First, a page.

Harley-Davidson puts safety (and diversity) first

The "Tough Turban" was designed to let Sikh riders hit the road safely while still honouring their faith.

In 2018, Ontario government amended the Highway Traffic Act to allow those of the Sikh faith to ride motorcycles without helmets, joining three other Canadian provinces in making this exemption.

But for those who want to ride safely while still honouring their faith – or anyone for whom not being able to wear a helmet has been holding them back from buying a motorcycle – Pfaff Harley-Davidson worked with agency Zulu Alpha Kilo to create the “Tough Turban,” protective headgear made to protect Sikh riders.

Creative for the project features Sikh motorcycle enthusiasts talking about their faith, camaraderie and love for the open road – long-time brand pillars for Harley-Davidson – along with a brand design tech talking about the technical aspects of the helmet. According to the agency, the design features emerging tech in protective gear like non-Newtonian foam that hardens on impact, 3D-printed chainmail and a composite fabric used in bullet-proof clothing.

Zulu Alpha Kilo partnered with Spark Innovations to construct the preliminary design of the Tough Turban, and consulted with the Sikh Motorcycle Club of Ontario to test and improve on the initial concept. The full design considerations for the prototype have been open-sourced and released online, enabling any manufacturer in the world access to the virtual blueprint to make their version of a reinforced turban for riders in their region. Details are available on a specially created microsite.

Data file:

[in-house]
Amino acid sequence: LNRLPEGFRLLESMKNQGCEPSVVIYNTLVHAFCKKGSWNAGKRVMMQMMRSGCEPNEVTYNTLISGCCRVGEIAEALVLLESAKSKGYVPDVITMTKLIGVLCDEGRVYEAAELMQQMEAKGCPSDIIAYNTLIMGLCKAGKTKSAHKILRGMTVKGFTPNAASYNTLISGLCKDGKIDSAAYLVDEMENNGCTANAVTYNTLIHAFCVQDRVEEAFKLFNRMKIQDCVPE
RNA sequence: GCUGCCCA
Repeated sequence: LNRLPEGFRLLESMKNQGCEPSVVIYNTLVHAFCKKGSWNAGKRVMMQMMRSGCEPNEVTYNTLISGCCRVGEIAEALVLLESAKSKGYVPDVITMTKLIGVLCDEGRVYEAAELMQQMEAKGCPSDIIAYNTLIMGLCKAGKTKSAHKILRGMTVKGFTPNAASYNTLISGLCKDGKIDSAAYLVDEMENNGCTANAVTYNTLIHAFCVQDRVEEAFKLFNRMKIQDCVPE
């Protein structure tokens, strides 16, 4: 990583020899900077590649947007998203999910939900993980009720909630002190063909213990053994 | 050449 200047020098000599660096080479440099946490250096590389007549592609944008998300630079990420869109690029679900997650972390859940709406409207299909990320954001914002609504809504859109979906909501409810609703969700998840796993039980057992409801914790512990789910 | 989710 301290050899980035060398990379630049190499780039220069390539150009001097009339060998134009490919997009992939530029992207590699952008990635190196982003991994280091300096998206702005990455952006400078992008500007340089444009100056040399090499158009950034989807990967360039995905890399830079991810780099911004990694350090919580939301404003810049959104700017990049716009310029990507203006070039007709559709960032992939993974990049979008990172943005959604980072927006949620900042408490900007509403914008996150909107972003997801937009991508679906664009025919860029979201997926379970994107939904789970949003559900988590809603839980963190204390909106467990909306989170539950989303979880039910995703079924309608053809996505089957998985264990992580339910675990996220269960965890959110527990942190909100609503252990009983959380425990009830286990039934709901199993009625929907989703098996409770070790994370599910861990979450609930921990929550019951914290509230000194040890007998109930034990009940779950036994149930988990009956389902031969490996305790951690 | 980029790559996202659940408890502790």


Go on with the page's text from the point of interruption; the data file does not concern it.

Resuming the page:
The idea was spurred by two of Zulu’s ACDs, Dan Cummings and Vic Bath, that later of which has a Sikh background, and whose father grew up in rural India and dreamed of owning a Harley-Davidson. To him, a Harley was the ultimate symbol of freedom.

“It is our goal to celebrate the diversity within the motorcycle community,” says Brandon Durmann, brand marketing specialist at Pfaff Harley-Davidson, a dealership located in Richmond Hill, Ontario. Diversity is something the brand has spoken to in the past, part of an effort to attract younger people and new Canadians by showing them that they don’t have to look like the typical Harley rider they are used to seeing portrayed in the media.

“It’s imperative to us that our customers are heard and seen,” Durmann says. “This is why the ‘Tough Turban’ project means so much to us, this is more than just a tangible product, this is a way to help celebrate freedom of expression and diversity.”

Another goal of the campaign is that it will allow for more freedom to ride in provinces that have not yet adopted exemptions for people who wear turbans. Even though there haven’t been any fatalities associated with riders wearing a turban since Manitoba and British Columbia became the first provinces to offer exemptions in 1999, safety concerns are still the most commonly cited reason for the exemption not spreading to all provinces.

The CCO and founder of Zulu Alpha Kilo, Zak Mroueh, tells strategy the initiative combines a lot of things the shop is glad to focus on, namely inclusion and innovation. He says with the help of the Sikh Motorcycle Club, the product has the potential to go global. To that end, the agency is primarily using digital channels to make sure the message can spread widely, including Pfaff’s social media platforms and a PR push, and it seems to be paying off so far: in the 24 hours since launch, Zulu has been fielding numerous inquires for partnership from global manufacturers, the Sikh community globally and international scientists to test and bring the Tough Turban to life outside of Canada.